The bottom line for Delaware residents is lower taxes across the board. Today, says Geisenberger, 61 percent of Fortune 500 companies and more than half of all publicly traded firms are incorporated here, although not all with large physical presences. Their fees and taxes provide 22 percent of state revenue.
The resulting “triangle trade”—business-friendly laws, to lower resident taxes, to greater population—seems to benefit everyone. The result is an increasing work force because employers such as Playtex International, Kraft Foods, and financial services industries are growing, as well as credit card and catalog fulfillment centers.
But even with burgeoning development, neighborliness thrives. “There are a lot of people out walking, walking their dogs and jogging at all times of day,” Zaragoza says. “We even do things as old fashioned as borrowing milk from each other.” He does admit that this homey setting may not be exactly what the younger, unmarried crowd is looking for, although married physicians find it ideal for family life.
Even Delaware’s politicians work at sociability. Returns Day has been a long tradition. After elections, both winners and losers gather in nearby Georgetown for an all-day event aimed at burying the hatchet. “This is really such a small state that they can’t afford to act hostile,” says Ed Perez, the executive director of Main Street Dover.
With a symphony, ballet, and theater groups, among other cultural attractions, Dover provides interesting leisure activities, as well as various dining and entertainment options. The well-respected Biggs Museum of American Art adds another dimension to the city’s art scene. However, the beaches and wildlife are perhaps the strongest attractions.
The Delaware climate is as welcoming as the neighbors. As newcomer and family practitioner Andrea Arellano, MD, puts it, “The winter is really mild, but we still have four seasons.” The ocean currents keep the temperatures moderate. Dover is a mere six miles from the Little Creek Wildlife Area set amid coastal marshes of Delaware Bay and close to where it flows into the Atlantic. In fact, the state’s whole eastern border is watery, from the Delaware River flowing south to Delaware Bay and into the Atlantic. The state’s 11 ocean beaches, primarily Rehoboth, Lewes, and Dewey, are magnets for massive numbers of summer sun lovers from Washington, Baltimore, and Philadelphia as well as Delaware.
Others seek serenity by watching the many species of birds at 12 wildlife areas that cover at least two-thirds of the coastal area. The 15,000-acre Bombay Hook National Wildlife Refuge, along with the Little Creek and Woodland Beach Wildlife Areas and the Ted Harvey Conservation Area, cover half of the Central Delaware shoreline.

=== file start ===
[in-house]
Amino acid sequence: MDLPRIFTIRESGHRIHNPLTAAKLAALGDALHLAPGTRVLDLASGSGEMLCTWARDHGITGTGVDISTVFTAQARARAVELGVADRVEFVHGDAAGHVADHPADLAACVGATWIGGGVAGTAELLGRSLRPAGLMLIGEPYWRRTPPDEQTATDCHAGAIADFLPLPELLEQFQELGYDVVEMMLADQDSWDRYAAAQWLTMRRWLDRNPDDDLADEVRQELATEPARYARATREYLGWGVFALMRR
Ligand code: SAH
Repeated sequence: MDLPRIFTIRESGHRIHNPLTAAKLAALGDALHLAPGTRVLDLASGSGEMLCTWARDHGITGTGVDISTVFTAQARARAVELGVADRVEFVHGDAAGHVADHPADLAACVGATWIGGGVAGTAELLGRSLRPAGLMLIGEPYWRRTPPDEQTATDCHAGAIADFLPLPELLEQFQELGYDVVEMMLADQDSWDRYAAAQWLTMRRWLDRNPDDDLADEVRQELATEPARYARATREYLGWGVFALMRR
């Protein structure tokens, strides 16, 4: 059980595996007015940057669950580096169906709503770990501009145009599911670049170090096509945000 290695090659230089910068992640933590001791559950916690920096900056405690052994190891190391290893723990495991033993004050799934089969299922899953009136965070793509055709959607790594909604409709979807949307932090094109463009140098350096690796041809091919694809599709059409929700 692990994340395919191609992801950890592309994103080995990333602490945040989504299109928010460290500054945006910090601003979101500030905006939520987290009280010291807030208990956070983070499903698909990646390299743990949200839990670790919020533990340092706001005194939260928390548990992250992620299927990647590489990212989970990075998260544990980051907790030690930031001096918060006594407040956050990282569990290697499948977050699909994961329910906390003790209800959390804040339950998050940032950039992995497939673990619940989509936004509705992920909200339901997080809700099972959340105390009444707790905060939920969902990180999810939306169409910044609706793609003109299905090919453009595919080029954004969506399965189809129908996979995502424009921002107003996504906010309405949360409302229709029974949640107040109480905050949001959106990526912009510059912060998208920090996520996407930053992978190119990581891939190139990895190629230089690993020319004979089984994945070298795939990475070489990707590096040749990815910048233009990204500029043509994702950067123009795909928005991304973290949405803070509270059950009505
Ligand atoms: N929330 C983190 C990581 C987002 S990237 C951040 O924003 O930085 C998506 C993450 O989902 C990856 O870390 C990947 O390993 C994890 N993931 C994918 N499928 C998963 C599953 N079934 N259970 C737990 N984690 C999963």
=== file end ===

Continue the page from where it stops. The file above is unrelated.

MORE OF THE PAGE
Sawhney already knows it’s 40 minutes to Rehoboth, his favorite beach. He admits traffic can be heavy in summertime, but a new extension of the Route 1 Highway to the shore has helped reduce congestion.
“I’m entertained at home by my son, who’s 5,” says Arellano, but she is still attracted to both Rehoboth and its neighboring Lewes Beach, partly because of the stores to be found there, a good share of them consolidated into three major outlet malls.
Just as summertime beach lovers from proximate metropolitan areas take advantage of Delaware’s shores, Dover residents find the larger cities’ amenities easy to access for day trips or weekends. Sawhney has calculated, “It’s 1 hour, 20 minutes to Philadelphia, 1 1/2 hours to Baltimore, 2 hours to Washington, and 2 1/2 hours to New York.” He and his math-teacher wife live in Camden, about three miles south of Dover.
For Zaragoza, the old maxim of “location, location, location” couldn’t be more pertinent. “I live only 12 minutes from the hospital—door-to-door—and I actually have one of the longer commutes of the medical staff. The hospital is across the street from the Catholic school where his sons, 13 and 10, are students. “If one of the boys is reading at Mass or involved in a school performance, I can adjust my schedule and hop over there.”
Ready for the future
Bayhealth Medical Center is comprised of Kent General Hospital in Dover and Milford Memorial Hospital in nearby Milford. Kent is the sole civilian facility in Dover, although there’s a small outpatient clinic on the Dover Air Force Base.
Kent General opened its doors in 1927. Within 10 years, doubled annual admissions made it obvious that more space was imperative. Strategic additions followed through the decades. Most recently, three floors were added to the existing three-floor structure.